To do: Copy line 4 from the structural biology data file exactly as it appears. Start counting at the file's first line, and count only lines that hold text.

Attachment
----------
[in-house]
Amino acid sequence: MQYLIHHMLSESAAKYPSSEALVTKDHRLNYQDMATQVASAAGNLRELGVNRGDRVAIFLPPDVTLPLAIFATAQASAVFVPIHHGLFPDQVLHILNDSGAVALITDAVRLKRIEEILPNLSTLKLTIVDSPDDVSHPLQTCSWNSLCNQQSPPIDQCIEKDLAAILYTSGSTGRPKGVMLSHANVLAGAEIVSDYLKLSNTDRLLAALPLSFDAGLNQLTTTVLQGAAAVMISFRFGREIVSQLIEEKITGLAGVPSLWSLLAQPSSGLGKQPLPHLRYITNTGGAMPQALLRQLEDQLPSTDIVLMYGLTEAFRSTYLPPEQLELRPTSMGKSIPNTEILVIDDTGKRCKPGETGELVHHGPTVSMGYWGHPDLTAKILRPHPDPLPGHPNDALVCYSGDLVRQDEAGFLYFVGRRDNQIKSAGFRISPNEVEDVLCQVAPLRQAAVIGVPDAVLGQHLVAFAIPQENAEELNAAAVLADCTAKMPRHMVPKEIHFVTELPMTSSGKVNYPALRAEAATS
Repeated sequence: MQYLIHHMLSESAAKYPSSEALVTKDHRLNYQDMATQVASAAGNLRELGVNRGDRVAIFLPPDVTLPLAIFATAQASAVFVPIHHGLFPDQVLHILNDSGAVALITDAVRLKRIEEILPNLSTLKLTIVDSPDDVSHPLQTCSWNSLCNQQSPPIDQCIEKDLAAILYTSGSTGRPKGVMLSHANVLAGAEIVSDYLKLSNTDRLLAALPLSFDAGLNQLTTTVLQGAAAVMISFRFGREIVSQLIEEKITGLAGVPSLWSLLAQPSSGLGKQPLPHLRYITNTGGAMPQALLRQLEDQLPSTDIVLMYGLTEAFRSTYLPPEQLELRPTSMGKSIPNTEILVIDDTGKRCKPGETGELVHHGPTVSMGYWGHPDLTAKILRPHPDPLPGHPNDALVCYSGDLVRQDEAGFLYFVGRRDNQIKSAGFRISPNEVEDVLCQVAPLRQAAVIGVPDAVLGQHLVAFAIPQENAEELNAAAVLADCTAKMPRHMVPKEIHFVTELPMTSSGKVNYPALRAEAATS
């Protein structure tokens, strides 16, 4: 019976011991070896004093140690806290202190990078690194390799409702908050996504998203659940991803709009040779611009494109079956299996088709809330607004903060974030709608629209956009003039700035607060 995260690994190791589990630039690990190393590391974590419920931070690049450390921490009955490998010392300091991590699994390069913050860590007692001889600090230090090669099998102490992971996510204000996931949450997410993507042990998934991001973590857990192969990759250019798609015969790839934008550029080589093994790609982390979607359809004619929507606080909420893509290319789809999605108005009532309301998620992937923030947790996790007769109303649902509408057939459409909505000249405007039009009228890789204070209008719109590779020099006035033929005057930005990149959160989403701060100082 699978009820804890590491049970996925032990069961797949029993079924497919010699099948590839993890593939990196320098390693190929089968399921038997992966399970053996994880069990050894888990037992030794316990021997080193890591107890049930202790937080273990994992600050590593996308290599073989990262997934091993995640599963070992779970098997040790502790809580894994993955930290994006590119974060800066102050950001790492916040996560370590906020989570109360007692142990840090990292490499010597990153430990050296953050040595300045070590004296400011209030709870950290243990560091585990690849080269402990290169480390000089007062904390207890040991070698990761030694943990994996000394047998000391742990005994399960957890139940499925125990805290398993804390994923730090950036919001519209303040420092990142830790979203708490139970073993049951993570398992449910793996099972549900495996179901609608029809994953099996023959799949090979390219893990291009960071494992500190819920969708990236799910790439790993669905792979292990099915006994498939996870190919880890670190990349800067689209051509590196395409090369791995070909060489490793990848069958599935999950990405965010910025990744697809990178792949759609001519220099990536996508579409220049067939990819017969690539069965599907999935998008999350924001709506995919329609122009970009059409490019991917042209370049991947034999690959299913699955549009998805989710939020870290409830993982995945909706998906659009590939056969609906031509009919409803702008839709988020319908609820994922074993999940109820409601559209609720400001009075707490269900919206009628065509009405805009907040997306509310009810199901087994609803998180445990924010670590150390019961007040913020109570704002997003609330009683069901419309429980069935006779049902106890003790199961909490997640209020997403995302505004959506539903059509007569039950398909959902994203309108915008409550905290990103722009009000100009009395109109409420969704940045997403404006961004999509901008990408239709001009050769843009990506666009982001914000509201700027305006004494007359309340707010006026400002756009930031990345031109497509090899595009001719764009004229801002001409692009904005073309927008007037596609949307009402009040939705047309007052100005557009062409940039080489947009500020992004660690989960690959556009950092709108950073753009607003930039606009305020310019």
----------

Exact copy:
């Protein structure tokens, strides 16, 4: 019976011991070896004093140690806290202190990078690194390799409702908050996504998203659940991803709009040779611009494109079956299996088709809330607004903060974030709608629209956009003039700035607060 995260690994190791589990630039690990190393590391974590419920931070690049450390921490009955490998010392300091991590699994390069913050860590007692001889600090230090090669099998102490992971996510204000996931949450997410993507042990998934991001973590857990192969990759250019798609015969790839934008550029080589093994790609982390979607359809004619929507606080909420893509290319789809999605108005009532309301998620992937923030947790996790007769109303649902509408057939459409909505000249405007039009009228890789204070209008719109590779020099006035033929005057930005990149959160989403701060100082 699978009820804890590491049970996925032990069961797949029993079924497919010699099948590839993890593939990196320098390693190929089968399921038997992966399970053996994880069990050894888990037992030794316990021997080193890591107890049930202790937080273990994992600050590593996308290599073989990262997934091993995640599963070992779970098997040790502790809580894994993955930290994006590119974060800066102050950001790492916040996560370590906020989570109360007692142990840090990292490499010597990153430990050296953050040595300045070590004296400011209030709870950290243990560091585990690849080269402990290169480390000089007062904390207890040991070698990761030694943990994996000394047998000391742990005994399960957890139940499925125990805290398993804390994923730090950036919001519209303040420092990142830790979203708490139970073993049951993570398992449910793996099972549900495996179901609608029809994953099996023959799949090979390219893990291009960071494992500190819920969708990236799910790439790993669905792979292990099915006994498939996870190919880890670190990349800067689209051509590196395409090369791995070909060489490793990848069958599935999950990405965010910025990744697809990178792949759609001519220099990536996508579409220049067939990819017969690539069965599907999935998008999350924001709506995919329609122009970009059409490019991917042209370049991947034999690959299913699955549009998805989710939020870290409830993982995945909706998906659009590939056969609906031509009919409803702008839709988020319908609820994922074993999940109820409601559209609720400001009075707490269900919206009628065509009405805009907040997306509310009810199901087994609803998180445990924010670590150390019961007040913020109570704002997003609330009683069901419309429980069935006779049902106890003790199961909490997640209020997403995302505004959506539903059509007569039950398909959902994203309108915008409550905290990103722009009000100009009395109109409420969704940045997403404006961004999509901008990408239709001009050769843009990506666009982001914000509201700027305006004494007359309340707010006026400002756009930031990345031109497509090899595009001719764009004229801002001409692009904005073309927008007037596609949307009402009040939705047309007052100005557009062409940039080489947009500020992004660690989960690959556009950092709108950073753009607003930039606009305020310019």